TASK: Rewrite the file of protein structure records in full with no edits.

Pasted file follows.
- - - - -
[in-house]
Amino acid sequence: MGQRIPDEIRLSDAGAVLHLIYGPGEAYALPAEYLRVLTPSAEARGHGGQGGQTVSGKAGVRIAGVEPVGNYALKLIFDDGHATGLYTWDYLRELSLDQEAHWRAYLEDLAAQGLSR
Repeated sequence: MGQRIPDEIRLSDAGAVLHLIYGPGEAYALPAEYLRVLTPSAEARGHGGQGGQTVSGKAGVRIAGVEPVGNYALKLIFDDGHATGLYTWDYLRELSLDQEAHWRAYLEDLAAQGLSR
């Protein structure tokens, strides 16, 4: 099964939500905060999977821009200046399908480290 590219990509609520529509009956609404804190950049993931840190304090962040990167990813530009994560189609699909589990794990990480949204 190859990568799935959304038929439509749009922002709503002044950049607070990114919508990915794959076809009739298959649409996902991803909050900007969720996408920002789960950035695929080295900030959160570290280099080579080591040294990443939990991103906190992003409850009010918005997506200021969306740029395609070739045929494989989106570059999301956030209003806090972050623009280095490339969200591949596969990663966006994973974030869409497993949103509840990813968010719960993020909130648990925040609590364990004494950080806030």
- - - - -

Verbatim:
[in-house]
Amino acid sequence: MGQRIPDEIRLSDAGAVLHLIYGPGEAYALPAEYLRVLTPSAEARGHGGQGGQTVSGKAGVRIAGVEPVGNYALKLIFDDGHATGLYTWDYLRELSLDQEAHWRAYLEDLAAQGLSR
Repeated sequence: MGQRIPDEIRLSDAGAVLHLIYGPGEAYALPAEYLRVLTPSAEARGHGGQGGQTVSGKAGVRIAGVEPVGNYALKLIFDDGHATGLYTWDYLRELSLDQEAHWRAYLEDLAAQGLSR
């Protein structure tokens, strides 16, 4: 099964939500905060999977821009200046399908480290 590219990509609520529509009956609404804190950049993931840190304090962040990167990813530009994560189609699909589990794990990480949204 190859990568799935959304038929439509749009922002709503002044950049607070990114919508990915794959076809009739298959649409996902991803909050900007969720996408920002789960950035695929080295900030959160570290280099080579080591040294990443939990991103906190992003409850009010918005997506200021969306740029395609070739045929494989989106570059999301956030209003806090972050623009280095490339969200591949596969990663966006994973974030869409497993949103509840990813968010719960993020909130648990925040609590364990004494950080806030």